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Yume Nikki Gensou (PC) artwork

Yume Nikki Gensou (PC) review


"ok, so Yume Nikki, but it's a 2D hack 'n slash Metroidvania"


Yume Nikki Gensou (PC) image

The internet marks a new age of works created by fans to advance the legacy of a pre-existing work, and these efforts have nurtured new artists from those building upon the old. While many of this content makes for compelling arguments to suppress all creative thought (link to an unfiltered DeviantArt page here), one would be remiss in recognizing impressive fan-created content. Few tributes are as challenging to pull off well as the fangame, which must meet the criteria of being recognizable to its source material in terms of aesthetic and tone while still bringing something new to the table. With fangames, you've the good, the bad, and the weird: highly professional games, 2-bit garbageware, and the likes of Yume Nikki Gensou.

The original Yume Nikki was a game about wandering about a psychedelic hellscape, taking in the grim sights and sounds. No platforming or combat; chiefly aimless exploration and the thrills and chills of discovery. There are literally dozens of excellent fangames based on this niche style, such as Yume 2kki and .flow, but why not make a fangame that's a 2D action-platformer structured like a Metroidvania and plays like a translation of Devil May Cry? What could possibly go wrong?

So, uh, that's what an entity known as Atelier Izumi did, hosted on a dead Japanese website with many dysfunctional download links, chiefly to Yume Nikki-inspired music and fangames (including a Street Fighter-esque affair). Information about Izumi is as elusive as the creator of the original Yume Nikki; seems to be a theme with these Yume Nikki fangames. Maybe they're cursed or were made by warlocks or something. The manual and in-game text are all in Japanese, and since I no sprechen de Japanese, almost everything about this game was a mystery as I went in. In fact, pretty much the only aspect of this bizarre work I knew about beforehand, and the reason I started this strange journey in the first place, was the music. See, I'm a biiiiig fan of video game music, seeking out obscure gems far and wide. Yume Nikki Gensou had one such soundtrack, and from just the first level theme, I knew this game had to be unique. I knew that because Gensou has one of the best soundtracks I've ever heard, a mix of complex tempos, percussion, and array of instruments forming fascinating variations of loops from the original Yume Nikki. One could only hope the game itself would be as interesting.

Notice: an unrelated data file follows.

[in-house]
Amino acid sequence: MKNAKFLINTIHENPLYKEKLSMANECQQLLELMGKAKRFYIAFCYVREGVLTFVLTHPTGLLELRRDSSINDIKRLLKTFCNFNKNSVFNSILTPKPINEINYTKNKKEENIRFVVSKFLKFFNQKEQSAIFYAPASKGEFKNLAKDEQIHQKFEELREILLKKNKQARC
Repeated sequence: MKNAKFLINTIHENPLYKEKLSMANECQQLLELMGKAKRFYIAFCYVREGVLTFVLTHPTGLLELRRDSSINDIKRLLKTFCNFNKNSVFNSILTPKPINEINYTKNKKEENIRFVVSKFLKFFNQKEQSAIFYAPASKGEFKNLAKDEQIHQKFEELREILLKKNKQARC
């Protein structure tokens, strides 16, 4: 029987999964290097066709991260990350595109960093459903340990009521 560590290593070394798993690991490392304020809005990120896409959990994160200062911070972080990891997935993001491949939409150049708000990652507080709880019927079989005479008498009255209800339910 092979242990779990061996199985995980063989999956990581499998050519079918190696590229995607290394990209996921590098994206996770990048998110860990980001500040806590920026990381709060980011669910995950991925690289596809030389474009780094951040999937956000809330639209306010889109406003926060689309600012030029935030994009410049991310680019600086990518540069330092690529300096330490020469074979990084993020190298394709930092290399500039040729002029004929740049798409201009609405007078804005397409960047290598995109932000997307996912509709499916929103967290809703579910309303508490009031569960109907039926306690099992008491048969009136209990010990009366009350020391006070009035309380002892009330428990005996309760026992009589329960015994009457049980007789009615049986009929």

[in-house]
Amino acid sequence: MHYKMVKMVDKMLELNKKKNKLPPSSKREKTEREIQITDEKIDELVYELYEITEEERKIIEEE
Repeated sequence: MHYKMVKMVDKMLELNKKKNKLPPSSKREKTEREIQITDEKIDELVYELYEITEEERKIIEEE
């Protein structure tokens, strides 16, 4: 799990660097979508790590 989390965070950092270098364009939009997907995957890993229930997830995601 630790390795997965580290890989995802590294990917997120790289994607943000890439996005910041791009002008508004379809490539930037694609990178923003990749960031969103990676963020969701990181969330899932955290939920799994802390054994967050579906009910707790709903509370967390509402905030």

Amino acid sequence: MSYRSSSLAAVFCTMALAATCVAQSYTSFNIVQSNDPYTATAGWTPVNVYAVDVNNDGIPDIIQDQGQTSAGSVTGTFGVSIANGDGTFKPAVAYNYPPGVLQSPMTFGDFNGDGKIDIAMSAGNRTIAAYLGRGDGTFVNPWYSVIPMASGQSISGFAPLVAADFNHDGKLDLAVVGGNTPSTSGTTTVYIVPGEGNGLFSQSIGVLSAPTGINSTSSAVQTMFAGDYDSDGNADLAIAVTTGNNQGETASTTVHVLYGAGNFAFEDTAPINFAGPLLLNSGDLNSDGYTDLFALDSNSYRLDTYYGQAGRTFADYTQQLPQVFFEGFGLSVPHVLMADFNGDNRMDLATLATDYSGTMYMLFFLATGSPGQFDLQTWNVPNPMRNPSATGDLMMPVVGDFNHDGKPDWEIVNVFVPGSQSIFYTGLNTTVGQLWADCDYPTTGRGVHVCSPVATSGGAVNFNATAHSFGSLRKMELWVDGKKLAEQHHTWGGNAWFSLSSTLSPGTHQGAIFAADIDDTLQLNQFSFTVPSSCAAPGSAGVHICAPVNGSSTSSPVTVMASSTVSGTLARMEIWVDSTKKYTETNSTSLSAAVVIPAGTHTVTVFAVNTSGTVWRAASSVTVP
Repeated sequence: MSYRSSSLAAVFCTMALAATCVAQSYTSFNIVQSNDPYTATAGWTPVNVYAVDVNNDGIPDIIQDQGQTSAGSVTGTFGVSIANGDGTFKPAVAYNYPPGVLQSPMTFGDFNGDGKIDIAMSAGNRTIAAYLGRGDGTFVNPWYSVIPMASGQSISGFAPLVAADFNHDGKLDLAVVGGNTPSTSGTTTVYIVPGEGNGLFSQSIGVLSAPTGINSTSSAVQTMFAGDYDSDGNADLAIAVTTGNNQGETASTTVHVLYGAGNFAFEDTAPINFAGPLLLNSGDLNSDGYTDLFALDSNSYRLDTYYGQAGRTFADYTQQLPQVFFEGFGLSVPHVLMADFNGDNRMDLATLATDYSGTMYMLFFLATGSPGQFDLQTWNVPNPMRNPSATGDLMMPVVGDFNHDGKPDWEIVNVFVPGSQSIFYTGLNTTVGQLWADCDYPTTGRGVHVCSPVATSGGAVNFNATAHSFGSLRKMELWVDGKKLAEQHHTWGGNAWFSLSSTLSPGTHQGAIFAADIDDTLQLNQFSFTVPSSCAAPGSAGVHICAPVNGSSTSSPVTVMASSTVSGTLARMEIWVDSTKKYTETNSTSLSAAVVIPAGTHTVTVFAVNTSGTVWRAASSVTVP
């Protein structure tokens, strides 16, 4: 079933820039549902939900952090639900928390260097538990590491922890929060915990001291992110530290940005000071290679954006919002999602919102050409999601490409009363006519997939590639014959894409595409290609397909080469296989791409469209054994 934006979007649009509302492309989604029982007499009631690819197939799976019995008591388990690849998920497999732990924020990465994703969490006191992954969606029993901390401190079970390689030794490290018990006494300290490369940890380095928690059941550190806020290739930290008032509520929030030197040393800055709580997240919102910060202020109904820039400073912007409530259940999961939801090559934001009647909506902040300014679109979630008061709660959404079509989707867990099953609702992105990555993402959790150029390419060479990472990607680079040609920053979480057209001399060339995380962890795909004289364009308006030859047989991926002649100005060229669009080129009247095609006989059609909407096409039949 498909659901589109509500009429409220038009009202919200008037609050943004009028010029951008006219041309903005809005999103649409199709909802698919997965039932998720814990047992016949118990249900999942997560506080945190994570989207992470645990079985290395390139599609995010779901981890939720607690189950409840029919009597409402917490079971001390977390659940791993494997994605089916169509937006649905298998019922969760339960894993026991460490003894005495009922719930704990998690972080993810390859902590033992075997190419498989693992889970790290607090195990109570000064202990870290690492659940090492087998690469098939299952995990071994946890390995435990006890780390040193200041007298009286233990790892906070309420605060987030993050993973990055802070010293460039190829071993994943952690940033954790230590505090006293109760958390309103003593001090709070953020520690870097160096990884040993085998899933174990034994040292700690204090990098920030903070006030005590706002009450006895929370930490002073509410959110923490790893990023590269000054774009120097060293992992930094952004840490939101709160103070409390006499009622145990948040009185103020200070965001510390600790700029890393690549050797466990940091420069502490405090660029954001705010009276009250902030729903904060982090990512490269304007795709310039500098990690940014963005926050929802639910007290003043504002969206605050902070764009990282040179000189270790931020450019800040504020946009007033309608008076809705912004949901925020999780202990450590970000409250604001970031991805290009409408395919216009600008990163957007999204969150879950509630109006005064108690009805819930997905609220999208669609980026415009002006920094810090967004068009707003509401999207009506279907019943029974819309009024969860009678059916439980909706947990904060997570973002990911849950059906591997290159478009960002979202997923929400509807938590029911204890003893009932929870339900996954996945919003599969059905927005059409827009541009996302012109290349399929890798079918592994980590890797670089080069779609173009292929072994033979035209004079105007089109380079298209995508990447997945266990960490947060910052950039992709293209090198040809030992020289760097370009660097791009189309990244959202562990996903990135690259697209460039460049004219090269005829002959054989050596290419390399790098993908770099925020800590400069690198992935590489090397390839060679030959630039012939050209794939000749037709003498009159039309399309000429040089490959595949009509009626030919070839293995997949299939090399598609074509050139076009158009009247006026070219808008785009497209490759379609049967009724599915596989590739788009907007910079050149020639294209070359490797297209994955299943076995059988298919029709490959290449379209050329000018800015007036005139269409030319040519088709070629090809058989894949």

"Interesting" was one of the first words to come to mind when I started the gameplay, what with Madotsuki jumping around with a knife and all. After the initial confusion subsided, more confusion followed as I noticed the strange "boing!" sound effect for every jump Madotsuki took as she somersaulted into the air. Immediately inescapable were the trademarks of Adobe Flash games: low visual detail, music that didn't loop well, and a tiny resolution. That last one was a pain to work around; using fullscreen in Flash just results in a massive letterbox around the tiny image at the center, so the least terrible solution was to enable the "Hide Toolbar" function and the "Run in 640 x 480 screen resolution" function in the .exe file's Compatibility Properties menu. All this and the lack of controller support by use of freeware program Joy2Key) did not leave a positive first impression on me.

Yume Nikki Gensou (PC) imageYume Nikki Gensou (PC) image


Soon it was time for combat. You've the ability to jump, do a attack combo, and dodge-jump backwards. Killing my first foe, a zombie that was a callback to a corpse found in an isolated road in Yume Nikki, I was startled by its high- pitched death screech, a sound clip every enemy in the game shared in common. This and the animation of its head being sliced off in gory fashion was quite a contrast to the peppy music and colorful visuals. What is this game? Best to give in to the madness and not take all this too seriously, huh?